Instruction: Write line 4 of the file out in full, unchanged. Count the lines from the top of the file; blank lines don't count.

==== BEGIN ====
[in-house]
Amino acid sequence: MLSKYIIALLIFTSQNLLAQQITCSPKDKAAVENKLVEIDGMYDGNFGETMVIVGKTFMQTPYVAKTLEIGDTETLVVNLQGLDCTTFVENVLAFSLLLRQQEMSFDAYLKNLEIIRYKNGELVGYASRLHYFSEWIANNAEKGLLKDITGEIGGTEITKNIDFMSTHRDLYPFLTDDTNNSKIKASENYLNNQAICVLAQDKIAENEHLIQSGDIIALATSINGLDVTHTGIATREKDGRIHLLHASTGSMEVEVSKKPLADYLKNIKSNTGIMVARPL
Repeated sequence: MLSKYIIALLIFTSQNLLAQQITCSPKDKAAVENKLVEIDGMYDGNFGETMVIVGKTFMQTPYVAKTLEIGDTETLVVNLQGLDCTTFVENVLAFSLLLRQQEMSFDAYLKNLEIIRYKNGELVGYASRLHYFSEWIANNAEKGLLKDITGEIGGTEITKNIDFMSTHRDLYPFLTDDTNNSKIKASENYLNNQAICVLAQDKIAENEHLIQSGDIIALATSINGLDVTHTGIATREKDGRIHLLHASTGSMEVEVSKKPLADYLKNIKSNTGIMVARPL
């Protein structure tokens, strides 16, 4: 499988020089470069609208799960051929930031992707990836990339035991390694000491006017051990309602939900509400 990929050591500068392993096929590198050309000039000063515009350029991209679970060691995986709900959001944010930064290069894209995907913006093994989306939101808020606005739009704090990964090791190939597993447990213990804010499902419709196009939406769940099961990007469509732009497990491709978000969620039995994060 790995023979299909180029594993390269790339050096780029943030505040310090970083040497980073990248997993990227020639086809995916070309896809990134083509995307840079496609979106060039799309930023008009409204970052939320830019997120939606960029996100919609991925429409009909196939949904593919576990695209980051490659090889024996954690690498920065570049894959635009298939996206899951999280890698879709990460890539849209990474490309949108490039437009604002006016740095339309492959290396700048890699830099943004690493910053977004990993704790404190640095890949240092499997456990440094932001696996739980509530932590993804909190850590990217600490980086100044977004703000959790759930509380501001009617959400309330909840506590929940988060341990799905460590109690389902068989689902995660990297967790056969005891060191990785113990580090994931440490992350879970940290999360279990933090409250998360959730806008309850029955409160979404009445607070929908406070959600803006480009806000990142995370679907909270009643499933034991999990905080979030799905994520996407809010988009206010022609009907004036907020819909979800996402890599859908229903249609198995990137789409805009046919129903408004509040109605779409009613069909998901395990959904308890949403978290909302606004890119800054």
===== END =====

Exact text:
């Protein structure tokens, strides 16, 4: 499988020089470069609208799960051929930031992707990836990339035991390694000491006017051990309602939900509400 990929050591500068392993096929590198050309000039000063515009350029991209679970060691995986709900959001944010930064290069894209995907913006093994989306939101808020606005739009704090990964090791190939597993447990213990804010499902419709196009939406769940099961990007469509732009497990491709978000969620039995994060 790995023979299909180029594993390269790339050096780029943030505040310090970083040497980073990248997993990227020639086809995916070309896809990134083509995307840079496609979106060039799309930023008009409204970052939320830019997120939606960029996100919609991925429409009909196939949904593919576990695209980051490659090889024996954690690498920065570049894959635009298939996206899951999280890698879709990460890539849209990474490309949108490039437009604002006016740095339309492959290396700048890699830099943004690493910053977004990993704790404190640095890949240092499997456990440094932001696996739980509530932590993804909190850590990217600490980086100044977004703000959790759930509380501001009617959400309330909840506590929940988060341990799905460590109690389902068989689902995660990297967790056969005891060191990785113990580090994931440490992350879970940290999360279990933090409250998360959730806008309850029955409160979404009445607070929908406070959600803006480009806000990142995370679907909270009643499933034991999990905080979030799905994520996407809010988009206010022609009907004036907020819909979800996402890599859908229903249609198995990137789409805009046919129903408004509040109605779409009613069909998901395990959904308890949403978290909302606004890119800054």